Classic Bells > Soapy stuff > Preservative in liquid soap

Should you add preservative to Liquid soap?

There is a longstanding debate in handcrafted soap making circles whether one should add a preservative to liquid soap to inhibit the growth of bacteria and fungi.

Most of the liquid soap makers I know of, including myself, do not add preservative to undiluted soap paste.

There is much less agreement about whether to add preservative to diluted liquid soap. Many soapers do not. Many do -- and I do. Of the ones who do not use preservative in liquid soap made for home use, however, some say they would add preservative if they sold the soap.

To further complicate this matter, very few of the many preservatives on the market are effective in the high pH of lye-based soap. I currently know of just three preservatives -- Suttocide A, Glydant Plus, and Liquid Germall Plus -- although using LGP in liquid soap is an off-label use. (1)

I'm not a microbiologist. I do not use preservative in my undiluted soap paste, but I do use preservative in diluted liquid soap. With those disclaimers, here's my take on whether or not to add a preservative to diluted liquid soap --

Have you ever had mold grow on jam? Even in the refrigerator and even with plenty of sugar in the jam for preservation, mold can and does grow, particularly around the edges of the jam where oxygen, light, and environmental conditions are more favorable for microbes to grow on exposed fruit particles.

Microbial growth on the surface of a soap bar is regularly washed off, so any microbial growth that does happen (and it does) is discouraged. A soap bar is also essentially solid, which is a physical barrier that discourages microbes from penetrating into the soap structure.

With a liquid soap in a container, any microbial contamination is not removed by use. The fluid nature of liquid soap also allows microbes to migrate around inside the container. Both of these aspects favor microbial growth rather than discourage it. Microbial growth often starts in the thin film of product at the edges of the container, on the lid, and on or in the dip tube and pump mechanism. It can grow within the main body of the product as well.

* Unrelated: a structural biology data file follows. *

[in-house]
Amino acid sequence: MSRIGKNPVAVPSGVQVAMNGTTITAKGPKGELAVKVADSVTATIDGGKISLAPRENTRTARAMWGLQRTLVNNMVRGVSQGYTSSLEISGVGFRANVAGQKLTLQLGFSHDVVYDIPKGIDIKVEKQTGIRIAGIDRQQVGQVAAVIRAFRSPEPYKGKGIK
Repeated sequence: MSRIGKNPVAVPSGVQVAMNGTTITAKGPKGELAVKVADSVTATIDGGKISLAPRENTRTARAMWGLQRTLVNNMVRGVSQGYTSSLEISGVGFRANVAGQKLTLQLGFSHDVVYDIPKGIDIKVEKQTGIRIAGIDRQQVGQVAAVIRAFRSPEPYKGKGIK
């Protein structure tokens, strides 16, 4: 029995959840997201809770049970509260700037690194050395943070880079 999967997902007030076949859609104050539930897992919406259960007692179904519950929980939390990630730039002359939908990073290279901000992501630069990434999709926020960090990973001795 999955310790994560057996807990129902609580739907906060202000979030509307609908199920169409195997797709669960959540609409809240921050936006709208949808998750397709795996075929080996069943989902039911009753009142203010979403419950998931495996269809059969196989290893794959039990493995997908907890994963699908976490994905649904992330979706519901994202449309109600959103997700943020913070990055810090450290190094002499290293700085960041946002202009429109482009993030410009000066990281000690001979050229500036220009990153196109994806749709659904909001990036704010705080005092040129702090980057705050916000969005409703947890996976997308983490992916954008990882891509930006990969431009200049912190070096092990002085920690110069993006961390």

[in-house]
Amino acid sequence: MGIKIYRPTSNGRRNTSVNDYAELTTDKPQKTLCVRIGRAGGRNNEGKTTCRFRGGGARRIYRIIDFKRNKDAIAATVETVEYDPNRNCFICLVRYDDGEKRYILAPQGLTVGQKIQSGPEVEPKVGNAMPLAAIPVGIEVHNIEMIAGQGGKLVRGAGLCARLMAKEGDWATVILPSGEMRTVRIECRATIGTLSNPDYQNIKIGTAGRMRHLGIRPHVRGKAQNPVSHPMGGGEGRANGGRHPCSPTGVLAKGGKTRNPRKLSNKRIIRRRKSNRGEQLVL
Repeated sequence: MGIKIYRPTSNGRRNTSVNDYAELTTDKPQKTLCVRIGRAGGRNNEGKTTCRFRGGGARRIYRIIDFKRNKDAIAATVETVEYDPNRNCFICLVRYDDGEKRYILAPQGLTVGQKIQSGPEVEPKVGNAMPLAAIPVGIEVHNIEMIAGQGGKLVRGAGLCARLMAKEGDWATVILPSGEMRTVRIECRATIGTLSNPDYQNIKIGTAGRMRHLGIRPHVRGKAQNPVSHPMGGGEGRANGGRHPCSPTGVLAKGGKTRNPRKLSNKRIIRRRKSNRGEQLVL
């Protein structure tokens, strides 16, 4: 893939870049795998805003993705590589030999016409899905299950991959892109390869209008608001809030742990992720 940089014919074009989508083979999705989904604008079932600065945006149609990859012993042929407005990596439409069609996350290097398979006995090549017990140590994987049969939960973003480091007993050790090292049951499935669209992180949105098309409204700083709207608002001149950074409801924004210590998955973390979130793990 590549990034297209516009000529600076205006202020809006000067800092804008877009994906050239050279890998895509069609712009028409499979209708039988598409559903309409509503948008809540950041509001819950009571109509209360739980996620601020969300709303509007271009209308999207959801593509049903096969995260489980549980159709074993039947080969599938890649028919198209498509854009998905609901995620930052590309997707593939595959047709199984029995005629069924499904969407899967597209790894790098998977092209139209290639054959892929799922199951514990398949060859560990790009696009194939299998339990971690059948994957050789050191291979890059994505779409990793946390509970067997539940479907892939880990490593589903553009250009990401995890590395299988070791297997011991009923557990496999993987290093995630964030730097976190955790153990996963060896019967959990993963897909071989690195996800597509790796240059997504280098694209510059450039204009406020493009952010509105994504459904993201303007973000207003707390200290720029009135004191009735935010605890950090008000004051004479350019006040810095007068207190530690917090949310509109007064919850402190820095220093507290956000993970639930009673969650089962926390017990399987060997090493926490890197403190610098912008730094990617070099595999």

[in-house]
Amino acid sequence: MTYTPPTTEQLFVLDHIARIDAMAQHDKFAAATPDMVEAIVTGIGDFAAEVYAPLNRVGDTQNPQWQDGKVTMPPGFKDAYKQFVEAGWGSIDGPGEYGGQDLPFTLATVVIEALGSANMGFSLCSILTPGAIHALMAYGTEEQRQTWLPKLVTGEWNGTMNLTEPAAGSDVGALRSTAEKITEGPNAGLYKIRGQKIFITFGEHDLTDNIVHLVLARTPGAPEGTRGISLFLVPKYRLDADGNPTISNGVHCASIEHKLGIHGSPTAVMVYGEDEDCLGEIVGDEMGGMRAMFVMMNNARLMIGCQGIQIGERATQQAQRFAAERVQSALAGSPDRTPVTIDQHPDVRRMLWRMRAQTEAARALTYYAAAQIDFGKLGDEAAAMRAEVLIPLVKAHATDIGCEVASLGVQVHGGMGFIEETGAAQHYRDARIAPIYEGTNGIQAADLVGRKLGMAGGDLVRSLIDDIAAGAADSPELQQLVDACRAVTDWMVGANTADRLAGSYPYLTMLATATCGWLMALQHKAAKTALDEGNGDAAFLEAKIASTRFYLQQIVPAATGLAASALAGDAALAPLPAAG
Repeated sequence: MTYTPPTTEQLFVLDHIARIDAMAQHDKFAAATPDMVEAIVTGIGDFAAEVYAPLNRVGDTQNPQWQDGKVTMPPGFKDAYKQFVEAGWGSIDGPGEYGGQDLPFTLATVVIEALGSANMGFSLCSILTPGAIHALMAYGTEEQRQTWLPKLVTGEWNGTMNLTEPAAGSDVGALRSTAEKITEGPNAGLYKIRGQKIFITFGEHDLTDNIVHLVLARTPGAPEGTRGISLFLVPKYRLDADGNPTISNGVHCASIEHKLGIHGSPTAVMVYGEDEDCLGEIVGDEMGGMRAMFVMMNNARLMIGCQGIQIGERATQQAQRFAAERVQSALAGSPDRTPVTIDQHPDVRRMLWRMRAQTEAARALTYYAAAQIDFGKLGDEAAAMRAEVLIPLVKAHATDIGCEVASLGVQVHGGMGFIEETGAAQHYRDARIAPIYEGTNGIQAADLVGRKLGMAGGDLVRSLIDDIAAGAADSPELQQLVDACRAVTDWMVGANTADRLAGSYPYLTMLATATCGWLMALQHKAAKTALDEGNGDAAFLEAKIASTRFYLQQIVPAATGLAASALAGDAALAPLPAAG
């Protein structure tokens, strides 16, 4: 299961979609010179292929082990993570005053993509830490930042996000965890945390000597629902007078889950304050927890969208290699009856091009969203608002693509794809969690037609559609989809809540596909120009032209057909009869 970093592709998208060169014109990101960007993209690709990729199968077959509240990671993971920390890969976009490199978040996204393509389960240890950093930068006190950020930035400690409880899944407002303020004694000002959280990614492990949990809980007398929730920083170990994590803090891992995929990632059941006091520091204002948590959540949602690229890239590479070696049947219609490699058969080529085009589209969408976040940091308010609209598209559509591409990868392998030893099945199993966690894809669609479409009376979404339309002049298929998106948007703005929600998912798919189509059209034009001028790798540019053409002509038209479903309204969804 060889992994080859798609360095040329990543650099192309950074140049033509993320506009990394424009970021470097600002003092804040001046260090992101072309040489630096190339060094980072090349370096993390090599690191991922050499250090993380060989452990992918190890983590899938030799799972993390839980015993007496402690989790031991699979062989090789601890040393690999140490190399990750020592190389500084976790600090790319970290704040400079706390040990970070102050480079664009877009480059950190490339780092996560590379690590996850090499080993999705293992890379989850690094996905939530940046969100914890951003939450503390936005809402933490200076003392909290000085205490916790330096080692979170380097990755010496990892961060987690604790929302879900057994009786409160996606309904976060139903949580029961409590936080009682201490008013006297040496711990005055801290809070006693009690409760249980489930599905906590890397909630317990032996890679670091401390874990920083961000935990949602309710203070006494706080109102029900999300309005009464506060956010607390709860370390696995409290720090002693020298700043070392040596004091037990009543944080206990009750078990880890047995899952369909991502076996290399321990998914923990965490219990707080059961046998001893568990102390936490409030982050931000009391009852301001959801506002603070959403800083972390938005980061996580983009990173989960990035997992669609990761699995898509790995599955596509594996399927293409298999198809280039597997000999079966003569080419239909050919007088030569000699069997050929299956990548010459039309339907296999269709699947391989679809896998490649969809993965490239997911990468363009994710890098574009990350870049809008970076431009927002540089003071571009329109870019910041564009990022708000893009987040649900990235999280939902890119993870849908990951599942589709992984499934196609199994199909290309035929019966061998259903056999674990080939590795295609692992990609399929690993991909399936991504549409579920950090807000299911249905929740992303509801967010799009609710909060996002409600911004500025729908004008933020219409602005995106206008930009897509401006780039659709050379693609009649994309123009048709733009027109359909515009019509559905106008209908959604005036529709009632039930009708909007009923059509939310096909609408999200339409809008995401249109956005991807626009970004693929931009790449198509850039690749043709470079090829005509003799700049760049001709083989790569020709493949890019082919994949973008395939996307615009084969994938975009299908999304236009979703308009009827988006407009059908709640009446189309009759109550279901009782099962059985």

The dilution of soap with water to make a pourable product reduces the preservative effect of the soap itself. The more dilute the soap is, the less the soap can act as its own preservative. Diluted LS is very roughly 20% to 40% pure soap by weight. Bar soap (and liquid soap paste) is very roughly 70% to 90% pure soap by weight. That is a big difference.

By "pure soap," I mean the weights of the ingredients that actually turn into soap. That would be the fat plus the the NaOH or KOH. "Pure soap" does not include ingredients that do not turn into soap. This includes water, fragrance, color, and other additives.

One can use good sanitation when making and packaging liquid soap. And you can be smart about the kind of packaging used -- for example using a closed pump bottle rather than an open jar. Even so, there is no way you can entirely prevent microbes from being present in the packaged product. And there's no way a person can prevent the consumer from doing something that contaminates the product later on.

A broad spectrum preservative is insurance against the fungal and bacterial stragglers that sneak their way into the product and its container throughout the lifetime of the product.

What is the best way to know if your product is well preserved?

Know your preservative system is right for the product you're making, learn how to manufacture and package in a sanitary environment, do preliminary challenge testing on your own, then send the finished product to a challenge-testing lab.

What do I do personally?

I don't sell products that need preservation due to the greater responsibility for ensuring consumer safety. If I did, I would take my own advice. For my own personal use, I use a preservative in my diluted liquid soap (and lotion) per the manufacturer's recommendations, work in a reasonably sanitary way, make small amounts of preserved products so I can use them up in a relatively short time, and watch them like a hawk for any changes in appearance, texture, and odor.

References:

1. Barber, Jane. Reviews of 27 Preservatives. http://www.makingskincare.com/preservatives/